Wednesday, March 26, 2008

from Documents of the Senate of the State of New York, 1843

(page 281)

... we have conversed with Mr. Horace Palmer, who was on his way from Dunkirk to this place, when the meteor appeared. He was two or three miles from Dunkirk, when he appeared to be instantly surrounded with a most painfully vivid light, proceeding from a mass of fluid or jelly like substance, which fell around and upon him, producing a sulphurous smell, a great difficulty of breathing, and a feeling of faintness, with a strong sensation of heat. As soon as he could recover from his astonishment, he perceived the body of the meteor passing above him, seeming to be about a mile high. It then appeared to be in diameter about the size of a large steamboat pipe, near a mile in length! Its dimensions varied soon; becoming much broader, and then waning away in diameter and length until the former was reduced to about eight inches, and the latter a fourth of a mile, when it separated into pieces which fell to the earth, and almost immediately he heard the explosion, which he said was tremendous. On arriving here in the morning, his face had every appearance of having been severely scorched; his eyes were much affected, and he did not recover from the shock it gave his system for two or three days.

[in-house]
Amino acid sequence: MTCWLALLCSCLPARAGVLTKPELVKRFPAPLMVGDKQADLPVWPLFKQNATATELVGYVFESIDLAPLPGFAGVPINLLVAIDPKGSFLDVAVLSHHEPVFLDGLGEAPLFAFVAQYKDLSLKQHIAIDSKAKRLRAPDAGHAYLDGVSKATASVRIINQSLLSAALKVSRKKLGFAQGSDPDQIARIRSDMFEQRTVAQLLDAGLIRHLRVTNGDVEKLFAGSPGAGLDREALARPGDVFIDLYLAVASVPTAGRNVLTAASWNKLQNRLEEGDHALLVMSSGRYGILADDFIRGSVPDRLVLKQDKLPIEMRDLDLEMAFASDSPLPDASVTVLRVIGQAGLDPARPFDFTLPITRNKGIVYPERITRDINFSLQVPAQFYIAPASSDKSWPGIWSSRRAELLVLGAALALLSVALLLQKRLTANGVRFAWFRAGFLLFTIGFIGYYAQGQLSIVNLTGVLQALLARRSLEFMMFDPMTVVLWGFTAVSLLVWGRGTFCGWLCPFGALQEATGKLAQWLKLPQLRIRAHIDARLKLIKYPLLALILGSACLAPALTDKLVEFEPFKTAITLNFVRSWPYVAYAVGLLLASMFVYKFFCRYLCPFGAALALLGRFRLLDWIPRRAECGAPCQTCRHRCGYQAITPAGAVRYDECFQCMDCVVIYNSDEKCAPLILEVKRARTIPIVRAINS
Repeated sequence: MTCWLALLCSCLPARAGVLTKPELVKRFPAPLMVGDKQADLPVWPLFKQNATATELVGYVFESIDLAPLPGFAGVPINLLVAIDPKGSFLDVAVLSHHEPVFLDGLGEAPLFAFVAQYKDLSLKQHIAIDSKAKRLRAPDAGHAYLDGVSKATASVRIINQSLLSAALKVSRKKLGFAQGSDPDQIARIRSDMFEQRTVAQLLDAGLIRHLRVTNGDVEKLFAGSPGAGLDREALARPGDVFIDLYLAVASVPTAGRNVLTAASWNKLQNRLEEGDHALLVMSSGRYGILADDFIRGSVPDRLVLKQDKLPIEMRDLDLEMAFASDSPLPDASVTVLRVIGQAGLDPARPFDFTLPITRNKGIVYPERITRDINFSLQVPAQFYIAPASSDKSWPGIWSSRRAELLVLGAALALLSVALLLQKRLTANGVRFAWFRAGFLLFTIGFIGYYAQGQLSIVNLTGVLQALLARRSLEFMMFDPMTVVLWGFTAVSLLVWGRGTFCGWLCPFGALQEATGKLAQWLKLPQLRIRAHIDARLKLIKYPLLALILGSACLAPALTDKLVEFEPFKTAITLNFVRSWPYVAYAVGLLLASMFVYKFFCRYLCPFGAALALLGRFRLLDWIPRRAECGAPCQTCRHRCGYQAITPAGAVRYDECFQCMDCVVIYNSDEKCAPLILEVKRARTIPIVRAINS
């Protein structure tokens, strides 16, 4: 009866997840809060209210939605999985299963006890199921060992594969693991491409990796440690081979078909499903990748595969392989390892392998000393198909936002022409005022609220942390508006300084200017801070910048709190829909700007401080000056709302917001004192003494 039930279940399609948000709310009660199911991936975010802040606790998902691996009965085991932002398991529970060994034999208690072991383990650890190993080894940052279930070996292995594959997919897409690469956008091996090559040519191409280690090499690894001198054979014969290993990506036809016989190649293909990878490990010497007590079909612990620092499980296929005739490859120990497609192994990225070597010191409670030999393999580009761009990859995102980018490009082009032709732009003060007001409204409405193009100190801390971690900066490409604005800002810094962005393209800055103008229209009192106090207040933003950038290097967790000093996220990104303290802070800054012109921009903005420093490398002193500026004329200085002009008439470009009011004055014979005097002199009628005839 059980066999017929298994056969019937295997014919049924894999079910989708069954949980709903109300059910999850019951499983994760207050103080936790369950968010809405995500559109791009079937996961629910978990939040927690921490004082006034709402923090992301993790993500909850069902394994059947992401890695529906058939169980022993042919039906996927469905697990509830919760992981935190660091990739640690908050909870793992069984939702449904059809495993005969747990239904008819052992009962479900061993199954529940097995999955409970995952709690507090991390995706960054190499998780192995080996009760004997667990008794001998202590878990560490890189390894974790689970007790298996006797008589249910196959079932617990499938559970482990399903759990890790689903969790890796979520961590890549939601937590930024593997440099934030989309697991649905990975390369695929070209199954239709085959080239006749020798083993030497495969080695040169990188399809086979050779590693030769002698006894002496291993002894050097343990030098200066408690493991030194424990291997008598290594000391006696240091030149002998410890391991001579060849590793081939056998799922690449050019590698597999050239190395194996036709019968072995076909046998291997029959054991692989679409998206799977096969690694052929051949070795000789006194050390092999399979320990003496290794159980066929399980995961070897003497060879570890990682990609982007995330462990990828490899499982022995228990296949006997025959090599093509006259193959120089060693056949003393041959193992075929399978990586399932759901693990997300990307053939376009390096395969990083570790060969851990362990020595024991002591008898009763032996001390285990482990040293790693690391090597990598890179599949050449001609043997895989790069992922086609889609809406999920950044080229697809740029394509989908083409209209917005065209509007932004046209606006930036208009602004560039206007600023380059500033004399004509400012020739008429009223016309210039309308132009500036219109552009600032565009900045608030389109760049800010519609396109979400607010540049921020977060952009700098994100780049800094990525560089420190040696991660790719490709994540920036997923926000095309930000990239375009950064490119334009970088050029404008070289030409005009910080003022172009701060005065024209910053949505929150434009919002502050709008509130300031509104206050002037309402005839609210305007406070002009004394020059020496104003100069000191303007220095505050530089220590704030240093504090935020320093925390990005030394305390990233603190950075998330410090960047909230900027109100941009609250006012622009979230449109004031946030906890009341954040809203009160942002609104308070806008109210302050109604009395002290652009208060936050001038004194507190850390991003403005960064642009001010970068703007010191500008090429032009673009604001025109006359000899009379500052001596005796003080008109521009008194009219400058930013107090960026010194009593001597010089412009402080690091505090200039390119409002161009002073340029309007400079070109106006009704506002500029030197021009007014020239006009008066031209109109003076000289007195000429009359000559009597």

This is really a marvellous story; but Mr. Palmer is a temperate and an industrious man, and a man of integrity; and we believe any one conversing with him on the subject would be satisfied that he intends no deception; but describes the scene as nearly as possible, as it actually appeared. Probably however his agitation at his sudden introduction to such a scene, caused the meteor to be somewhat magnified to him. Witnesses here speak of the sparks which were given off; probably one of these sparks fell and enveloped Mr. Palmer. In addition to its light, Mr. Palmer states that its passage was accompanied by a sound like that of a car moving on a railroad, only louder.

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